December 13, 2017
Farmers and activists are seeing red over acquisition of agricultural lands for expansion of Salem airport. Civil Aviation ministry and AAI may go ahead with acquiring 565 acres of agricultural lands to expand existing the partially operating Salem facility to handle bigger aircraft , to improve connectivity of this western TN row.
Development and development for whom? This question is once again gaining centre stage with government trying to acquire over 500 acres of agricultural land for Salem airport for its expansion to facilitate more connectivity of this western Tamil Nadu town with other cities in South India.
While activists and farmers, who are bound to lose their land to acquisition and their livelihood as well, flay the acquisition of agricultural land, industry and business chamber officials said that this land was vital for development of airport and improve connectivity.
Activist Piyush Manush, in a recent social media post, pointed out that the previous land acquisition for airport in 1987 proved to be a failure as the airport was unviable. Though the airport began functioning in the first phase in 1993, it is only partially operational now for use by some private companies. Nearly for 16 long years the airport remained operational only for private steel and mining companies.
The civil aviation ministry and Airports Authority of India (AAI) should consider acquiring land from the Salem Steel Plant, which has 3300 acres close to the airport or from the Tamil Nadu Magnesite Corporation, which has its own vast expanse of land (12000 acres), said activist Piyush Manush.
This argument is proffered by many farmers too.
“How can the civil aviation ministry’s decision to acquire agricultural land, for airport that too after failing be justified,” he questioned. And this with tax payers’ money, he said.
With the first phase failing, the Ministry should refrain from acquiring agricultural land for yet another experiment with the tax payers money. He also alleged that the existing airport is only being used by the private quarry giants and steel companies including Kemplast, Jindal Steel Works , Triveni Minings and occasionally by the Steel Ministry.
M Shivakumar, farmer who owns seven acres of land at VS Thottam near Mariamman Koil in Salem stands to lose all his land to airport. He told Covai Post that his land has already been identified for acquisition. “My family has been cultivating sugarcane, paddy, turmeric for generations. If I am kicked out from here, it will take me and my family 40 years to get to where I am today,” he told Covai Post pleading with us to tell the government not to take his land away.
But the chambers have a different story to tell.
According to the President of the Indian Chamber of Commerce and Industry, Salem, K Mariappan, earlier 135 acres was acquired in 1987 but all this land was donated to the Government of India by the public and industrialists at a cost of Rs 90 lakh. He said owners of these lands had been compensated.
Now the government proposes to acquire 565 acres as a special team of civil aviation ministry identified lands suitable for airport. The existing airport was categorised to the “serving category” by the Ministry of Civil Aviation only last month, he said and added the land was required to expand runway from 6,000 ft to 8,000 ft so as to accommodate a Boeing aircraft; to use 100 acres for Warehouse and to provide hanger service which will enable maintenance of aircraft.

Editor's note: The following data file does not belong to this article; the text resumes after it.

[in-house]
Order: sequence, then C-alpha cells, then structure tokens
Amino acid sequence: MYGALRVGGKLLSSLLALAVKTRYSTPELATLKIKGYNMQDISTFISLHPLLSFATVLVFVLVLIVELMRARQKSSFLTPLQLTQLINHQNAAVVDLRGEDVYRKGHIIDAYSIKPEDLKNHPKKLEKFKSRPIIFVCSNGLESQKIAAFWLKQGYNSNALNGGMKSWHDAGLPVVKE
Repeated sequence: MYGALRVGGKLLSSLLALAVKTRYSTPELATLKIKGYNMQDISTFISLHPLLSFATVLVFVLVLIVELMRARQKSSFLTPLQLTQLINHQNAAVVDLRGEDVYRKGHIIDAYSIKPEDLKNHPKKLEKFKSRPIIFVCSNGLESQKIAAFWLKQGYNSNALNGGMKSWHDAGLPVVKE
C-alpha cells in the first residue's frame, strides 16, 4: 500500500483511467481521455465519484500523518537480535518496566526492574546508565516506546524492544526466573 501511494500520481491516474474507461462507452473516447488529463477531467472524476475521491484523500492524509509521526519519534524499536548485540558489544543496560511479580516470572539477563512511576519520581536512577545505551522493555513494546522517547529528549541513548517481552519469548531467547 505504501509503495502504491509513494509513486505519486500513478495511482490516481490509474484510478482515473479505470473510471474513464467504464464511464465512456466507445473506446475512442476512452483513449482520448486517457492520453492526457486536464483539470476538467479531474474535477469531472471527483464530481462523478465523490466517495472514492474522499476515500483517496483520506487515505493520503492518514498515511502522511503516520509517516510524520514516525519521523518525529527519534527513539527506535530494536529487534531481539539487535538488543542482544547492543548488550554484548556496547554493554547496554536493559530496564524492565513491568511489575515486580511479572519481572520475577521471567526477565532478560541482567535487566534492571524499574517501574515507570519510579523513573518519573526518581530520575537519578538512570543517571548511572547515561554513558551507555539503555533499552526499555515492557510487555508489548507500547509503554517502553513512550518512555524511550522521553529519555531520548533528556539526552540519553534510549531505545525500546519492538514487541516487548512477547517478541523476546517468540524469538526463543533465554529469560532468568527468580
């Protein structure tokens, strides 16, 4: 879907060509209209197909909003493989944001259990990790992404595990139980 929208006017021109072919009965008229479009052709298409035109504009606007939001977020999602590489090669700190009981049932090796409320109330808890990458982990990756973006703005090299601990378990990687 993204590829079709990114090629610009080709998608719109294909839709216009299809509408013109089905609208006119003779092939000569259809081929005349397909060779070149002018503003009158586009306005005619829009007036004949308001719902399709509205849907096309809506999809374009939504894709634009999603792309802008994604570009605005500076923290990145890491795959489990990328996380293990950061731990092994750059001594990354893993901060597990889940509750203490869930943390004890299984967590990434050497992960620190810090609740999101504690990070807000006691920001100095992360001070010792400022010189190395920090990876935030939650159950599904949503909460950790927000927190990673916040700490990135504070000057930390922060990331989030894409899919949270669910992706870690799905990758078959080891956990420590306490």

Mr Mariappan also added that the Revenue authorities have agreed to compensate four times of the guideline value to those from whom the land is acquired, “so the farmers should not have a problem.”
Salem steel plant land has high tension power lines that make it unfit for flying operations, Mariappan said and added the land belonging to TN Magnesite Corporation is under long lease for mining with Dalmia Magnesite Corporation and hence cannot be touched.
The Salem airport has had a chequered past.
After it became operational in 1993, NEPC operated the first small flight Salem- Chennai for Rs 900 one way but later hiked tariff to Rs 1,300 one way. And even this was found to be unviable and were forced to run it to maintain their license. Soon, the service was discontinued and until 2009 the airport was used only by aircraft belonging to private companies.
Other than this, the airport had an Aviation Academy running for about four years in late 1990s. It was then that civil aviation minister Praful Patel organised a meeting with Kingfisher Chairman Vijay Mallya to start a ATR 72 seater was introduced on a Salem Chennai route for Rs 2100 one way. It was shut down due to poor response, as passengers found it of no use due to its timings. It took off from Salem at 3.20 pm and landed in Chennai at 4.10 p.m.
Air Odissia has proposed to commence from February 2018 in Salem with the flight schedule- Chennai- Puducherry- Salem- Bengaluru- Salem- Pududherry- Chennai. But civil aviation experts feel that this was also bound to fail as it takes over four hours for someone to reach Chennai from Salem by air. And it took nearly the same time if one went by road and a little more if they took a roadways bus.
Salem, though, is happy about the operation of flights by Turbo Mega Airlines Private Ltd (assured operation by December 31, 2017) with a flight schedule – Vijayawada, Kadappah, Chennai- Salem- Chennai- Mysore- Kadappah- Vijayawada – which takes about 50 minutes one way for the passengers to reach Chennai and back.